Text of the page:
News Archive

Backstage Whispers overheard by Richard Andrews

Last updated : 28th February 2003

The Open Air Theatre Regent's Park has announced its 71st season, running from 9th June to 6th September. It opens with the perennial Park favourite A Midsummer Night's Dream, directed with a Mediterranean slant by Michael Pennington; joined on 13th June by The Two Gentlemen Of Verona, directed by Rachel Kavanaugh; and High Society, the stage musical adaptation of the film based on Philip Barry's The Philadelphia Story, with music and lyrics by Cole Porter, directed by Ian Talbot and choreographed by Gillian Lynne, playing from 24th July. In addition there will be a daytime children's show, Granny And The Gorilla written by Stuart Paterson and directed by Tony Graham, opening on 30th July, once again presented jointly with the Unicorn Theatre for Children.

Alan Bennett's Talking Heads will get its New York stage premiere at the Off Broadway Minetta Lane Theatre on 22nd March, with Lynn Redgrave, Kathleen Chalfant and Daniel Davis. The six character monologues, originally written for television, will be performed in two programmes of three.

Laban is celebrating the official opening of its stylish new 22m Lottery funded centre in Deptford Creekside, designed by Hertzog & de Meuron with 'plastic fantastic' exterior walls that can be illuminated in bright and changing colours. The centre brings culture to a part of London that was hitherto only known for the stabbing of Christopher Marlowe in 1593 (and things aren't that different today). In addition to 13 dance studios, dance health and Pilates facilities associated with its core work as a 'university of dance', there is a dance library, a 300 seater theatre purpose built for contemporary dance, a 100 seater studio theatre, and an outdoor theatre. Laban is launching the new spaces with a wide ranging programme of contemporary dance, music and physical theatre performances by professional artists and companies. Further information can be found on the Laban web site via the link from the Training section of TheatreNet.

Paul Copley stars in the premiere of Got To Be Happy by Simon Burt, directed by Owen Lewis, at the Bush Theatre from 2nd April to 3rd May. Set during a hot summer in a manic pub kitchen, it revisits Arnold Wesker's patch through the contemporary mores of the cook, a young and ambitious deputy manager, and his student waitress girlfriend.

The 11th Opera Holland Park season runs from 10th June to 9th August, with the Royal Philharmonic Orchestra as resident orchestra. It comprises: Beethoven's Fidelio directed by Olivia Fuchs, Puccini's Tosca directed by James Robert Carson, Massenet's Werther directed by Tom Hawkes, Cilea's L'arlesiana directed by Jamie Hayes, Donizetti's Lucia di Lammermoor directed by Nik Ashton, and Verdi's Stiffelio directed by Martin Lloyd-Evans. Further information online booking can be found on the OHP web site via the link from the Festivals section of TheatreNet.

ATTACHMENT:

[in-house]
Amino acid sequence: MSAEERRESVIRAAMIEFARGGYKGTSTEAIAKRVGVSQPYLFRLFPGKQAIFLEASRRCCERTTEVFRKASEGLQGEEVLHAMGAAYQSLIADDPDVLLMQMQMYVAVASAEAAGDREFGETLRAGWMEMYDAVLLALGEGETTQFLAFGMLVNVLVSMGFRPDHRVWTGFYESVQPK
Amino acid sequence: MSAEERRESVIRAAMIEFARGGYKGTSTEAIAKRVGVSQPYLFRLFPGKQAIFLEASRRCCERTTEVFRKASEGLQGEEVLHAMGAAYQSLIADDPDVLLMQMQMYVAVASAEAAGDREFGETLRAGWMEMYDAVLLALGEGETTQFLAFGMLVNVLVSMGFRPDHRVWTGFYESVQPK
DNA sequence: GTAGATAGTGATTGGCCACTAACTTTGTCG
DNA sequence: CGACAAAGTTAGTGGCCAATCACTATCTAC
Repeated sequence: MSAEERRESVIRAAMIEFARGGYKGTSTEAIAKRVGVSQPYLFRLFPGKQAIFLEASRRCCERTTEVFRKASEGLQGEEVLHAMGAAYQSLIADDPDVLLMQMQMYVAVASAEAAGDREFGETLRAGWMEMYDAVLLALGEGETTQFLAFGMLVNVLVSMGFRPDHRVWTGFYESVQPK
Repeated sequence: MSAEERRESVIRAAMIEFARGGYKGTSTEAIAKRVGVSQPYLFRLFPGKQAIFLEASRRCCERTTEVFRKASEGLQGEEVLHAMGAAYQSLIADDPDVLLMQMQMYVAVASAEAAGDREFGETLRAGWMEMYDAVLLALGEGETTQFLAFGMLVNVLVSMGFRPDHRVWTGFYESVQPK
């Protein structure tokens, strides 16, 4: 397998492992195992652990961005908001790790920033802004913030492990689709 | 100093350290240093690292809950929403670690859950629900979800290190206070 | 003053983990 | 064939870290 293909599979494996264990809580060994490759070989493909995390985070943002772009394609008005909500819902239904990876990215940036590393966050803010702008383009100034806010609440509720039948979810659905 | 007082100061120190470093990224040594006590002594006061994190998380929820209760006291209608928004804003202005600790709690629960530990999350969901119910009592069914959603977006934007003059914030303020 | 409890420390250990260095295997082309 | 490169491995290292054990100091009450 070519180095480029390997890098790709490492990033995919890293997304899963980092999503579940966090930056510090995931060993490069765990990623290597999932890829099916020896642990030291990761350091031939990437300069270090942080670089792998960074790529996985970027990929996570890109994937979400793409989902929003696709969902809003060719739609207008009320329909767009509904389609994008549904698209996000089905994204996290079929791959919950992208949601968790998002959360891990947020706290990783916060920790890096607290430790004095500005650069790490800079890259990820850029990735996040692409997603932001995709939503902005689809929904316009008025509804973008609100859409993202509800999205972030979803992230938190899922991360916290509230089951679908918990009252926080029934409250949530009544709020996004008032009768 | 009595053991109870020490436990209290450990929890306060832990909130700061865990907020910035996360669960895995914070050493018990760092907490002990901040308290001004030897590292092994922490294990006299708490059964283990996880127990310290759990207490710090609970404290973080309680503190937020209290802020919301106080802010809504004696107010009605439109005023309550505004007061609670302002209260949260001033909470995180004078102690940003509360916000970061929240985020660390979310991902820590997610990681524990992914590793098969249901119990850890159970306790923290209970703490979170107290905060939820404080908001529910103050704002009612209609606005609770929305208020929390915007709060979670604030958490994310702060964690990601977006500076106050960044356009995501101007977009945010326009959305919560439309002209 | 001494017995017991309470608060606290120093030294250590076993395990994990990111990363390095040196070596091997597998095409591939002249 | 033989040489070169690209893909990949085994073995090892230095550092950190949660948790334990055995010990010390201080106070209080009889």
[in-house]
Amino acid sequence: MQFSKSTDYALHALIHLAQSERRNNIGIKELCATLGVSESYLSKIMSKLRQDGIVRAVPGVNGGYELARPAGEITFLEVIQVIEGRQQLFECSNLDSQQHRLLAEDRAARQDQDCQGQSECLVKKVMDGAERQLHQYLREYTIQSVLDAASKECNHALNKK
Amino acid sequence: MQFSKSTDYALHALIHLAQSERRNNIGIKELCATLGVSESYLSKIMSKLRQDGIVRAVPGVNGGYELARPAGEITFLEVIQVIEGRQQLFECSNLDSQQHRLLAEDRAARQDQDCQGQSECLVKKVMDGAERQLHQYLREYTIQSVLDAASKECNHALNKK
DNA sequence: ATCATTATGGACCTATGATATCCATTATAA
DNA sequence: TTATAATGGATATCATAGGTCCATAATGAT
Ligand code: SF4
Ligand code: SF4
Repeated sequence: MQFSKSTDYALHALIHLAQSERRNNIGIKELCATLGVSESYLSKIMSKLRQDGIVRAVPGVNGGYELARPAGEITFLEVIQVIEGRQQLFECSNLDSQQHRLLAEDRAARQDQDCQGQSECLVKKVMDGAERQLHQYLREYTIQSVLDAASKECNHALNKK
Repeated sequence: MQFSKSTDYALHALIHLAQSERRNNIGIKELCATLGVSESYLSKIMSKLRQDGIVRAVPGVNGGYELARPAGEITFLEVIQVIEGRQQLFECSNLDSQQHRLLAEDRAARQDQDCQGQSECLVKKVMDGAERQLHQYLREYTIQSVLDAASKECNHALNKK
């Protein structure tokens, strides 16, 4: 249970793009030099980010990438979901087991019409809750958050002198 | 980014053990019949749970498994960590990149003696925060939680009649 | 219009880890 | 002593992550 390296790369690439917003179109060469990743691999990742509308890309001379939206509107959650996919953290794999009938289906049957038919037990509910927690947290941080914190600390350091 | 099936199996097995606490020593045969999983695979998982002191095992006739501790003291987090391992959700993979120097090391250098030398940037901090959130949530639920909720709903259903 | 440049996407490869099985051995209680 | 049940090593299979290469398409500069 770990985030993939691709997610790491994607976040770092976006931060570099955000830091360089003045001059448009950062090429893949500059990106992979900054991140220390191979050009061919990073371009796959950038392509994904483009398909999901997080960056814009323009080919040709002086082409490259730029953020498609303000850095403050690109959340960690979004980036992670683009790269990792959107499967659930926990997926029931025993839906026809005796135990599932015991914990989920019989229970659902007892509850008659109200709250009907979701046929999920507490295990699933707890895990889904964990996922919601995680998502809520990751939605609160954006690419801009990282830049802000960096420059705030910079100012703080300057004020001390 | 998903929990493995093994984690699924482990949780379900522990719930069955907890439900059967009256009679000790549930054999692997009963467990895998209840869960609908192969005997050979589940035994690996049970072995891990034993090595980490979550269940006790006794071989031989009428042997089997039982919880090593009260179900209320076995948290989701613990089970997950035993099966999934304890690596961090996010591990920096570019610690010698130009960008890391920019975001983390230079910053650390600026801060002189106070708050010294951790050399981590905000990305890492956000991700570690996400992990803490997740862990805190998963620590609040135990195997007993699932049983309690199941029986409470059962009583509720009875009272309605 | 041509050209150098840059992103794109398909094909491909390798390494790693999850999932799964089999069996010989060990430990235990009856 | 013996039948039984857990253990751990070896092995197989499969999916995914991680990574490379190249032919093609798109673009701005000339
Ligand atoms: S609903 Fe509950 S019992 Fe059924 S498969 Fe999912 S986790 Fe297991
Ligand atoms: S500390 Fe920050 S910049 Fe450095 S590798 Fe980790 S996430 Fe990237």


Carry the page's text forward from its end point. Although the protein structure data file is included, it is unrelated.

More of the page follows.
Dervla Kirwan, Rupert Penry-Jones and Emma Cunniffe star in Christopher Hampton's Les Liaisons Dangereuses, which launches the new artistic regime at the Bristol Old Vic on13th March.

Denny Doherty, one of the two surviving members of 1960s group The Mamas And The Papas, has collaborated with Canadian playwright Paul Ledoux on Dream A Little Dream, a musical celebration of his former group. Doherty will also star in the multi-media production featuring the group's hits, directed by Randal Myler, which will open on 14th April at Village Theatre in Greenwich Village, in the neighbourhood where the group began playing.

Susannah Doyle and Brian Protheroe are to star in the world premiere of Grimm Fantasies, by American John Michael Heuer, at the King's Head Theatre from 30th March to 4th May. A successful businessman with an eye to a future in politics meets a mysterious woman who may have psychic powers to see into the secrets of his past - or may have been part of it. The director is Timothy Childs, and the producer is Playmaker Theatre Productions.

The Rumour Machine says: that the recent Southwark Playhouse production of Franz Kroetz's Through The Leaves with Simon Callow and Ann Mitchell, which received a great deal of press attention (not least for Callow's bath scene) may find its way to the West End in the spring; that Franco Zeffirelli's previously mentioned revival of Pirandello's comedy Each In His Own Way with Joan Plowright, will open at an Ambassador Theatre Group theatre in April; and that the Double Dame extravaganza The Breath Of Life will suffer a cast change when it transfers to Broadway, with Maggie Smith looking for a new partner - possibly Eileen Atkins. The Rumour Machine grinds on.

And Finally . . . The 'creative industries' contribution to recycling isn't just limited to churning out 'musicals' cobbled together from the back catalogue of clapped out pop groups. The simultaneous world wide release of blockbuster films, such as Harry Potter and Lord Of The Rings, means that many more copies of the prints are needed for the thousands of screens. However, once the distributors have executed the bank raid, most of these copies are recycled, often into polyester fibres for the clothing industry. So you might be wearing what was once an original print of Titanic.